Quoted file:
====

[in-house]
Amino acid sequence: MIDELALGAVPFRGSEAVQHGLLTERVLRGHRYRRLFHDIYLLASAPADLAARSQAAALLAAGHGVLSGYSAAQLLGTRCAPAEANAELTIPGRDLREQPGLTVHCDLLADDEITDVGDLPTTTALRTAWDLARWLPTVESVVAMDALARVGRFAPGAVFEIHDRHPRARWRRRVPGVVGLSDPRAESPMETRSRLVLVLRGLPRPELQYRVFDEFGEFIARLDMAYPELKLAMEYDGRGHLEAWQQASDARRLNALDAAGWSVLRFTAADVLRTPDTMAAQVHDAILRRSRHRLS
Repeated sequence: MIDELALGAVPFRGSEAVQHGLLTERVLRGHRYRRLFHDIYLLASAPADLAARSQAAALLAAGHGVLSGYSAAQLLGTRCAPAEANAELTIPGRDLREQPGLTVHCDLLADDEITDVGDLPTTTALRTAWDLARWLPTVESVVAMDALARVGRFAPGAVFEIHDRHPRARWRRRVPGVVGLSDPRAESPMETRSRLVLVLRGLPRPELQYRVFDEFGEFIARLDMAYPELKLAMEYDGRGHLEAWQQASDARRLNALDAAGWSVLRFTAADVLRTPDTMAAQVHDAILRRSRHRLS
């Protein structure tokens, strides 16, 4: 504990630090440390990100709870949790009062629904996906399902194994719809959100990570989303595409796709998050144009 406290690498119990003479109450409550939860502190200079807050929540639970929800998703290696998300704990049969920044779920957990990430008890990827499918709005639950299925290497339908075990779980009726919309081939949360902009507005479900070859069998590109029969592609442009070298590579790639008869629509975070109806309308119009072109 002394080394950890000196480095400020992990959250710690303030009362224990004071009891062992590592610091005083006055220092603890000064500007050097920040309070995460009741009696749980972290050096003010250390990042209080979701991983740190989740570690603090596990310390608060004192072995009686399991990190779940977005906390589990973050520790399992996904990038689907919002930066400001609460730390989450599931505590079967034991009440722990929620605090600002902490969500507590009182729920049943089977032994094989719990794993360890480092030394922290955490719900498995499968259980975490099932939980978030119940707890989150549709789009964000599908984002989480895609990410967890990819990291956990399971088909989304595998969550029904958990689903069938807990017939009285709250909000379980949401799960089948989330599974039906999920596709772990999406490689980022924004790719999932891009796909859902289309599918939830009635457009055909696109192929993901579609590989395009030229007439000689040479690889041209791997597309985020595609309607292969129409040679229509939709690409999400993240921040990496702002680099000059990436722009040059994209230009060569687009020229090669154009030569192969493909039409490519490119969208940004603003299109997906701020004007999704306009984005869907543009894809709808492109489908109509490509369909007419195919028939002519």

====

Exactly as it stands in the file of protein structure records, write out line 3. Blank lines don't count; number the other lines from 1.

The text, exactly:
Repeated sequence: MIDELALGAVPFRGSEAVQHGLLTERVLRGHRYRRLFHDIYLLASAPADLAARSQAAALLAAGHGVLSGYSAAQLLGTRCAPAEANAELTIPGRDLREQPGLTVHCDLLADDEITDVGDLPTTTALRTAWDLARWLPTVESVVAMDALARVGRFAPGAVFEIHDRHPRARWRRRVPGVVGLSDPRAESPMETRSRLVLVLRGLPRPELQYRVFDEFGEFIARLDMAYPELKLAMEYDGRGHLEAWQQASDARRLNALDAAGWSVLRFTAADVLRTPDTMAAQVHDAILRRSRHRLS